A. We hardly do any trading. We hold stocks over a long period of time, continuously updating our one year view. Typically we turn over our shorts more than our longs. Very occasionally, we may use futures as a market hedge.

Q. Could you describe how you manage your exposure?

A. We divide our portfolio between consumer, industrial, financial and service. We have no prejudices in owning small, medium or large cap companies. Once our bottom up process is completed, we make sure that we do not have more exposure than we want to a sector, a country, a currency or interest rates. Historically, we have always had quite a high exposure to the service sector on the long side and a high percentage of industrial shorts. At a certain level, we may decide to cut back sector exposure by reducing the long position or shorting against it. The key is to be aware of the risks inherent in our portfolio as a result of our stock picks.

Q. Could you give an example of a couple of stocks you find attractive and why?

A. Bodycote is a company that is not untypical of our holdings, even though it is an industrial company. It is involved in heat treatment and is a major beneficiary of outsourcing. It is by far the world leader but with still a very modest market share (10% of the outsourced heat treatment market and 1% of the overall heat treatment market). Because more and more heat treatment is being outsourced, they have very good organic growth. They are the consolidator of a fragmented industry. The business is somewhat cyclical but there are underlying dynamics which should provide for long term growth. We think the management is excellent, they have an ownership position and the stock is relatively modestly valued. It is approximately 4% of our fund.

Another stock we like is Premier-Farnell, an electronic components distributor. They encountered some problems following a US acquisition. They made significant pricing changes in the US which ended up causing a market share loss. We were attracted to it when there was a management change. The new CEO has brought in new people and invested in information technology. Historically, the business has grown at 1.5 to 2 times the growth rate of industrial production so it is cyclical but with a kicker. Margins are good with decent return on capital. This industry is also a candidate for being shifted to the web. Both of these companies are also in the Magus Global Values Fund, a much more concentrated fund which we recently started and which is run by Diana Barran.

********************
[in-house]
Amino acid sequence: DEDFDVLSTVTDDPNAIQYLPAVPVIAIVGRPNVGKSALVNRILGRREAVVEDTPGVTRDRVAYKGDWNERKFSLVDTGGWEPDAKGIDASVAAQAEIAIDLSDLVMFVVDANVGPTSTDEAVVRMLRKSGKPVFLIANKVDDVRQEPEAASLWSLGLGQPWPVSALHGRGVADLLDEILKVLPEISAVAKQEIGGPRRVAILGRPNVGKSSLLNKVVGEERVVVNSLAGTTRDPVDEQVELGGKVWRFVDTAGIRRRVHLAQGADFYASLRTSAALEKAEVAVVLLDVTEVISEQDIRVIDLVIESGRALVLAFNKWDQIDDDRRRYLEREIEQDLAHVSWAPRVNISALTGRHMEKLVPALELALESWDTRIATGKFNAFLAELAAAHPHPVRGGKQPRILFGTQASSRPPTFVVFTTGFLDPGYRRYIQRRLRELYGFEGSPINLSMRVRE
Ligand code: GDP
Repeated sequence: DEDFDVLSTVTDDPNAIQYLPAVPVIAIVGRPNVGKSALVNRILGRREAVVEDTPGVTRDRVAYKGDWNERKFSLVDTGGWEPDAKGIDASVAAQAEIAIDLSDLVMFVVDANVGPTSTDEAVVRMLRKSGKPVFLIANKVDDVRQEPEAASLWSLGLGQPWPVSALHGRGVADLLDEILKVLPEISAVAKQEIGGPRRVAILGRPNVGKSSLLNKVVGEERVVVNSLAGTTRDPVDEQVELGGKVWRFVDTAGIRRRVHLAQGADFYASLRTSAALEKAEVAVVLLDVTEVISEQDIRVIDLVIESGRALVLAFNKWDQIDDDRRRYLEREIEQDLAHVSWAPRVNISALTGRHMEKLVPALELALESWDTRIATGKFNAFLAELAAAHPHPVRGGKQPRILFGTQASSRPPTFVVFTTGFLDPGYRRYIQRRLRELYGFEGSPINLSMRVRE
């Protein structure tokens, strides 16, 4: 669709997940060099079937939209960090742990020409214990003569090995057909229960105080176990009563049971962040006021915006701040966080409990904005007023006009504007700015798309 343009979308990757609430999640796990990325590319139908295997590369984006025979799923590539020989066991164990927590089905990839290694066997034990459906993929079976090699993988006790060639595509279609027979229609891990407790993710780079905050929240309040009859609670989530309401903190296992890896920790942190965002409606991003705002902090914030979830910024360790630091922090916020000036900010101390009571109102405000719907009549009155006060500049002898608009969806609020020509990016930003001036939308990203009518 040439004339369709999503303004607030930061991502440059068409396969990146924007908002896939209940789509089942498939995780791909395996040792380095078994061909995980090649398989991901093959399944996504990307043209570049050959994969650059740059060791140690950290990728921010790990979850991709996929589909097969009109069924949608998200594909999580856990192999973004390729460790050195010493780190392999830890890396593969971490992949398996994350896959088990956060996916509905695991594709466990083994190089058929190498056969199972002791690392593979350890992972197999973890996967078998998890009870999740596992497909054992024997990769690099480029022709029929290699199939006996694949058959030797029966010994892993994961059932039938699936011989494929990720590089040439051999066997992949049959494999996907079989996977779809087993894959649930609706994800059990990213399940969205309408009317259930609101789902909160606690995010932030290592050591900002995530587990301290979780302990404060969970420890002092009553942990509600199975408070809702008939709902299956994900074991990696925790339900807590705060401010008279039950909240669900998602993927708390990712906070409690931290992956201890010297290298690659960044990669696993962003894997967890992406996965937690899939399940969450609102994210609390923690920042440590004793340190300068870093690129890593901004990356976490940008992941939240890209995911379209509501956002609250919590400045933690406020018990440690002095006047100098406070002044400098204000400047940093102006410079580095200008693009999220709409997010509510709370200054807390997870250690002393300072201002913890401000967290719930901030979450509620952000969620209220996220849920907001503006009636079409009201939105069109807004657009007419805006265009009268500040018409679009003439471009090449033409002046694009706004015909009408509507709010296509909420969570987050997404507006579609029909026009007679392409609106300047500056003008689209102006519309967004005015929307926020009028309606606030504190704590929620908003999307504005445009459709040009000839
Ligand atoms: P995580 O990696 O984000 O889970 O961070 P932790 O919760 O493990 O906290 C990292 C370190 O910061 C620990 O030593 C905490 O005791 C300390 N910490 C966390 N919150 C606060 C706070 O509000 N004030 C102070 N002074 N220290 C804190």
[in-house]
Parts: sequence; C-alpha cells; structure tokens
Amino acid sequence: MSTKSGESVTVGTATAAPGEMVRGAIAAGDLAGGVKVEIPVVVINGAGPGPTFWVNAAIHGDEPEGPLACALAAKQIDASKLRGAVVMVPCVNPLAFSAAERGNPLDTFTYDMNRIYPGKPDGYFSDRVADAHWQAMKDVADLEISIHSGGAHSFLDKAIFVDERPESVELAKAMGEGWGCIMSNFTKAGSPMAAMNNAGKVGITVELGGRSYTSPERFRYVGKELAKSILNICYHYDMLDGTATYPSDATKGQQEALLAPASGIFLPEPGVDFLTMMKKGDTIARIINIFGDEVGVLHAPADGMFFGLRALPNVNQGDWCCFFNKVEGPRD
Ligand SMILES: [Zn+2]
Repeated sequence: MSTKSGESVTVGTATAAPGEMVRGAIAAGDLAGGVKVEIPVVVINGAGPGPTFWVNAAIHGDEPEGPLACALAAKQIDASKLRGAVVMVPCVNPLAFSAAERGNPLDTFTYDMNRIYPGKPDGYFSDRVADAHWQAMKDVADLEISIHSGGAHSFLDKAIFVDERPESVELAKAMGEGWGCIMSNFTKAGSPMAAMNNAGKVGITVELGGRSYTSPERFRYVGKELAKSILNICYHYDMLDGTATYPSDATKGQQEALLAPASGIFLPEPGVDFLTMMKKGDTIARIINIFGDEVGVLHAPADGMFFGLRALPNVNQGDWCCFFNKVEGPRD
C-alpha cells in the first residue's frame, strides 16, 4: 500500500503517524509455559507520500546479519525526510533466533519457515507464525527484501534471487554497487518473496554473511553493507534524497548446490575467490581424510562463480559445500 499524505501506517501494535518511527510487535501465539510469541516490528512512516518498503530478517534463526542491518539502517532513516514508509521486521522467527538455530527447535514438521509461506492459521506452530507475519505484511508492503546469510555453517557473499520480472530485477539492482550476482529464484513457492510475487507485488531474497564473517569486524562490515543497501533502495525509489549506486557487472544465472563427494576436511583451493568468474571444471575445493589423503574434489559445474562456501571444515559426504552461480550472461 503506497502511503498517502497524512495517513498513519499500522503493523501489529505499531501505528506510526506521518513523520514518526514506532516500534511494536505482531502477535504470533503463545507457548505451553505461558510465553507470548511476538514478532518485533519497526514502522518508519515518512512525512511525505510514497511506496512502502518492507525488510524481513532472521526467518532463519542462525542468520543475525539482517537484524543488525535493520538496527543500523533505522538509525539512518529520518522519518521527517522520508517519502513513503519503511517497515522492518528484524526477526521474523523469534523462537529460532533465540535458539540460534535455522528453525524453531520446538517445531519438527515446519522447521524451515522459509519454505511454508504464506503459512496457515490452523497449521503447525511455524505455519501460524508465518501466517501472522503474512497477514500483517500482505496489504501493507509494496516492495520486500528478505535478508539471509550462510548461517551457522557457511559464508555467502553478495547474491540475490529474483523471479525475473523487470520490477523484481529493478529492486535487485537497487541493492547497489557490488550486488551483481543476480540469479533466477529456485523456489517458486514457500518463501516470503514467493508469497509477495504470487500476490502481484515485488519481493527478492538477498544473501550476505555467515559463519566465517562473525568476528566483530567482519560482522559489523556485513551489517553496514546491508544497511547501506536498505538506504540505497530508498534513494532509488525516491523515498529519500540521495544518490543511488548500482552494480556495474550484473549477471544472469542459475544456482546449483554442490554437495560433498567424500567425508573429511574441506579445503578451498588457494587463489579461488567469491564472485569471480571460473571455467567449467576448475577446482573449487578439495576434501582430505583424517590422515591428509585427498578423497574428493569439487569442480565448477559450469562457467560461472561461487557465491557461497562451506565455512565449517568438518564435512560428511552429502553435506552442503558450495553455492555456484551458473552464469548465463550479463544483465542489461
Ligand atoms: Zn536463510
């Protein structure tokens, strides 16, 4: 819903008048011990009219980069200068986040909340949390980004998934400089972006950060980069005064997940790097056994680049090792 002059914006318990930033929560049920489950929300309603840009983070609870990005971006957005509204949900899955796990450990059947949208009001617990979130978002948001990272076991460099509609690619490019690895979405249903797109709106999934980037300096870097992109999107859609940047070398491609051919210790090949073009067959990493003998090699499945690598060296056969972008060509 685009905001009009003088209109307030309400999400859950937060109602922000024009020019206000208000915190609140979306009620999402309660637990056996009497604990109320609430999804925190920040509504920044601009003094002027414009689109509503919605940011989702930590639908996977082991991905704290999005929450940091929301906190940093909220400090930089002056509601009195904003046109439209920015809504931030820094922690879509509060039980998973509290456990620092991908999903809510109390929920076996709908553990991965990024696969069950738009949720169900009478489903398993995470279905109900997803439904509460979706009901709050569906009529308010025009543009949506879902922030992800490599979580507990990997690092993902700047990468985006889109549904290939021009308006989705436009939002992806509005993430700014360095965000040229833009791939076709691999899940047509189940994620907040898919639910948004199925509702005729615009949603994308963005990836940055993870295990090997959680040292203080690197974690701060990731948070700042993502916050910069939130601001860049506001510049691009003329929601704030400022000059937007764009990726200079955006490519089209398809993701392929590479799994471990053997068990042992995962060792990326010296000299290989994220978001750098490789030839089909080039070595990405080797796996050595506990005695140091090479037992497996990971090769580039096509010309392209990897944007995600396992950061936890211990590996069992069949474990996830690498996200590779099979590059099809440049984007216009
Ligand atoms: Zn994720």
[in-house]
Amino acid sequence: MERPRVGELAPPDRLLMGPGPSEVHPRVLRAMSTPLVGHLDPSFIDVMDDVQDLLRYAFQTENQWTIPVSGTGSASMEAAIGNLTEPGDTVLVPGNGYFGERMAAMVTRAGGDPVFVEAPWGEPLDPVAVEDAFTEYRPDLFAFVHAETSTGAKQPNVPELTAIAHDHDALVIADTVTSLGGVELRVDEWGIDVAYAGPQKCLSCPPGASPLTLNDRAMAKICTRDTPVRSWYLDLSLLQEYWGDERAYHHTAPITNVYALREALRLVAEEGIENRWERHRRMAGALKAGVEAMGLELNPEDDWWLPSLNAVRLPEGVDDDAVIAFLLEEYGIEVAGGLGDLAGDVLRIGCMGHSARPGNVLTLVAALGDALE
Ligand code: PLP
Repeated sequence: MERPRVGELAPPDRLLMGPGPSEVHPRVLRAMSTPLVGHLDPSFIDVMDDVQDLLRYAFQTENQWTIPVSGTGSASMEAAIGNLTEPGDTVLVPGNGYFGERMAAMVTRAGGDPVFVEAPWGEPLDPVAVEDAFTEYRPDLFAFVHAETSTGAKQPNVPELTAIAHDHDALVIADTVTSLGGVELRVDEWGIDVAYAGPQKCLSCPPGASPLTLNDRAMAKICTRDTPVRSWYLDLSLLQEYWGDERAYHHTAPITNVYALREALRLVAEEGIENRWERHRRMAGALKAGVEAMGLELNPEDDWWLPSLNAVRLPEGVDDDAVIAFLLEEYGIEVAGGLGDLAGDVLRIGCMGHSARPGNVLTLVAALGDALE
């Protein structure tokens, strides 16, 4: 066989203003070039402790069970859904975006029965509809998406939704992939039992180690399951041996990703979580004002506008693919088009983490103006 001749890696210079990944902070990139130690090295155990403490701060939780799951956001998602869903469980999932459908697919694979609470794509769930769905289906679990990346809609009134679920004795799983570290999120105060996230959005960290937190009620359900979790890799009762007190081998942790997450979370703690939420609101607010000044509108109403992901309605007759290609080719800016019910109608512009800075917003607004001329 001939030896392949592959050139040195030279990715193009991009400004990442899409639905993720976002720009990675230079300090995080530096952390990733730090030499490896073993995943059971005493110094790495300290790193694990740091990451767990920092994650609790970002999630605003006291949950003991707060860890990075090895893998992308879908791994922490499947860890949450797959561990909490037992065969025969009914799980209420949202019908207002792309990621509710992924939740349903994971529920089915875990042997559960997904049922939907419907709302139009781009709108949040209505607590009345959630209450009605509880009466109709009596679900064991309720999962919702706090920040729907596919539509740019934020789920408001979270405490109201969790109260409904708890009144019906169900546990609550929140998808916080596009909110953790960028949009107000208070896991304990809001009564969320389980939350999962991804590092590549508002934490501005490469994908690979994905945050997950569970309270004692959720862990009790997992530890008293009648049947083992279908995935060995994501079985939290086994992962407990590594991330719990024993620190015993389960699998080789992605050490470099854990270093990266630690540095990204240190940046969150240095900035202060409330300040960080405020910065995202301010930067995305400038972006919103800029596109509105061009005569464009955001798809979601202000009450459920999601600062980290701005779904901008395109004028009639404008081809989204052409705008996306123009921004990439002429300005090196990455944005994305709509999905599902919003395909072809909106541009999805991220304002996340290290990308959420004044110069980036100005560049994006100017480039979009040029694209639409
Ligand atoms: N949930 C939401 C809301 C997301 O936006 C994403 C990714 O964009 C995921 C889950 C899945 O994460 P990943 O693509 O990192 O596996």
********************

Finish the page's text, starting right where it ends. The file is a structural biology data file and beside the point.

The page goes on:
Q. What are your risk management tools?

A. The best guide to the risk in our portfolio is the upside potential versus the downside of all our stock selections. If stocks hit our price targets, we normally sell them unless we can see continued potential on a one year view. We constantly monitor the different types of exposure risk which I have addressed. We automatically review positions when they go down 10%, often bringing in a new member of the team in order to retain objectivity. We do not have a rigid stop loss discipline which I think is somewhat inconsistent with stock picking. However, I recognize that we can make mistakes and when something goes against you, it is often better psychologically to get rid of it and move on to the next opportunity.

Q. Could you describe how your organization functions?

A. I have three analysts working with me. When we are about to make an investment, I would always discuss the idea with the analyst who has done the work but I am the one who makes the decision. In my absence, two of the three team members are allowed to trade from a policy point of view as well as a regulatory point of view.

Q. What are the factors behind the growth of European hedge funds?

A. Most important trends in the financial markets tend to be established in the US and then find their way to London. It took a surprisingly long time for European hedge funds to become a factor. I think there was a mixture of an old fashioned attitude in London, regulatory barriers/hurdles and not as much indigenous entrepreneurial spirit. Many traditional money managers in London are frustrated by bureaucratic procedures and obviously, there are many talented managers in the traditional business who can see the financial rewards available to successful hedge funds.

Q. Where would you like to take your firm in the future?

A. We do not want to change our way of investing. Our gut feeling is that we should close The Magus Fund once we get to the $200-$250 million range. The Magus Fund is a concept in which I believe and where I have any money that I have invested in the financial markets. I think we should just continue to focus on the way in which we believe it is best to make money. u